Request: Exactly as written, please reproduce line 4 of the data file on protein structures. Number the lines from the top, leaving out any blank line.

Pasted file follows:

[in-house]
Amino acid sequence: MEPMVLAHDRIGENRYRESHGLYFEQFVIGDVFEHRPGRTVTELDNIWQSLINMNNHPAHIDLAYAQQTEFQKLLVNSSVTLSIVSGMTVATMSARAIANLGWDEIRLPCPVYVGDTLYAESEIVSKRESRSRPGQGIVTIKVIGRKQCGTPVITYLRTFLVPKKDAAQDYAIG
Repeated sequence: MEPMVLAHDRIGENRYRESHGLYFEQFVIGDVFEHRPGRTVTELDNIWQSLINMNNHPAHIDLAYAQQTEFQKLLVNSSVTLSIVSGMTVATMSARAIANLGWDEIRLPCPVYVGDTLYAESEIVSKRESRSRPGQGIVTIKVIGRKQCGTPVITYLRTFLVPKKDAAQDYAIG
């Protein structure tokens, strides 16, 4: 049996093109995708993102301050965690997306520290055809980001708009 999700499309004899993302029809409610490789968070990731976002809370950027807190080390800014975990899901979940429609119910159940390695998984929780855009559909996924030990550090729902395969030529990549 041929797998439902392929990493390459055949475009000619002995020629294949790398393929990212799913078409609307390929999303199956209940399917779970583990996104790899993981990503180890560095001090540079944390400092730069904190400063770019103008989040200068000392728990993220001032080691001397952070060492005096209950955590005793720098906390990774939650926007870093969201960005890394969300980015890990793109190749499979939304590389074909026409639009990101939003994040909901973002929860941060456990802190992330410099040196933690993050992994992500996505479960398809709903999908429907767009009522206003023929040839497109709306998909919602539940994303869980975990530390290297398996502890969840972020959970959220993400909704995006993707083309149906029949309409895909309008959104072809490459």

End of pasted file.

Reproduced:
């Protein structure tokens, strides 16, 4: 049996093109995708993102301050965690997306520290055809980001708009 999700499309004899993302029809409610490789968070990731976002809370950027807190080390800014975990899901979940429609119910159940390695998984929780855009559909996924030990550090729902395969030529990549 041929797998439902392929990493390459055949475009000619002995020629294949790398393929990212799913078409609307390929999303199956209940399917779970583990996104790899993981990503180890560095001090540079944390400092730069904190400063770019103008989040200068000392728990993220001032080691001397952070060492005096209950955590005793720098906390990774939650926007870093969201960005890394969300980015890990793109190749499979939304590389074909026409639009990101939003994040909901973002929860941060456990802190992330410099040196933690993050992994992500996505479960398809709903999908429907767009009522206003023929040839497109709306998909919602539940994303869980975990530390290297398996502890969840972020959970959220993400909704995006993707083309149906029949309409895909309008959104072809490459």